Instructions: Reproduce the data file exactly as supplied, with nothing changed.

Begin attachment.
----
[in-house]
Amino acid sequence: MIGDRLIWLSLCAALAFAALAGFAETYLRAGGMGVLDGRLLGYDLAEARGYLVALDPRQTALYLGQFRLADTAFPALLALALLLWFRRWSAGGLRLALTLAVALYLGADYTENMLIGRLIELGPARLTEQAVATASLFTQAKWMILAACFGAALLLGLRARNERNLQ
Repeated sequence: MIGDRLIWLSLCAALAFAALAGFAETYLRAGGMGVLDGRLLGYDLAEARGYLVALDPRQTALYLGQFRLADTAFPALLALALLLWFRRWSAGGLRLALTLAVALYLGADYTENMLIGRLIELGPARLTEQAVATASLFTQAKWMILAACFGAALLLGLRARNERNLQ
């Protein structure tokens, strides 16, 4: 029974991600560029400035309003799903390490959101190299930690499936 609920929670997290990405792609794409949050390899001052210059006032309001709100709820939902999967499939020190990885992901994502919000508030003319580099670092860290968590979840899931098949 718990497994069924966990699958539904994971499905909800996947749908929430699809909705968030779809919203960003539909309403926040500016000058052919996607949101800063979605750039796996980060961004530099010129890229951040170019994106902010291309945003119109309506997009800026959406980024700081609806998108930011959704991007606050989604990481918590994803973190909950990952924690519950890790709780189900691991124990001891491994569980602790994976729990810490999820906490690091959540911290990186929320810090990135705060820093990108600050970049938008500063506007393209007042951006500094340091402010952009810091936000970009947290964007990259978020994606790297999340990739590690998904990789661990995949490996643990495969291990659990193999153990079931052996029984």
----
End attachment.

[in-house]
Amino acid sequence: MIGDRLIWLSLCAALAFAALAGFAETYLRAGGMGVLDGRLLGYDLAEARGYLVALDPRQTALYLGQFRLADTAFPALLALALLLWFRRWSAGGLRLALTLAVALYLGADYTENMLIGRLIELGPARLTEQAVATASLFTQAKWMILAACFGAALLLGLRARNERNLQ
Repeated sequence: MIGDRLIWLSLCAALAFAALAGFAETYLRAGGMGVLDGRLLGYDLAEARGYLVALDPRQTALYLGQFRLADTAFPALLALALLLWFRRWSAGGLRLALTLAVALYLGADYTENMLIGRLIELGPARLTEQAVATASLFTQAKWMILAACFGAALLLGLRARNERNLQ
């Protein structure tokens, strides 16, 4: 029974991600560029400035309003799903390490959101190299930690499936 609920929670997290990405792609794409949050390899001052210059006032309001709100709820939902999967499939020190990885992901994502919000508030003319580099670092860290968590979840899931098949 718990497994069924966990699958539904994971499905909800996947749908929430699809909705968030779809919203960003539909309403926040500016000058052919996607949101800063979605750039796996980060961004530099010129890229951040170019994106902010291309945003119109309506997009800026959406980024700081609806998108930011959704991007606050989604990481918590994803973190909950990952924690519950890790709780189900691991124990001891491994569980602790994976729990810490999820906490690091959540911290990186929320810090990135705060820093990108600050970049938008500063506007393209007042951006500094340091402010952009810091936000970009947290964007990259978020994606790297999340990739590690998904990789661990995949490996643990495969291990659990193999153990079931052996029984």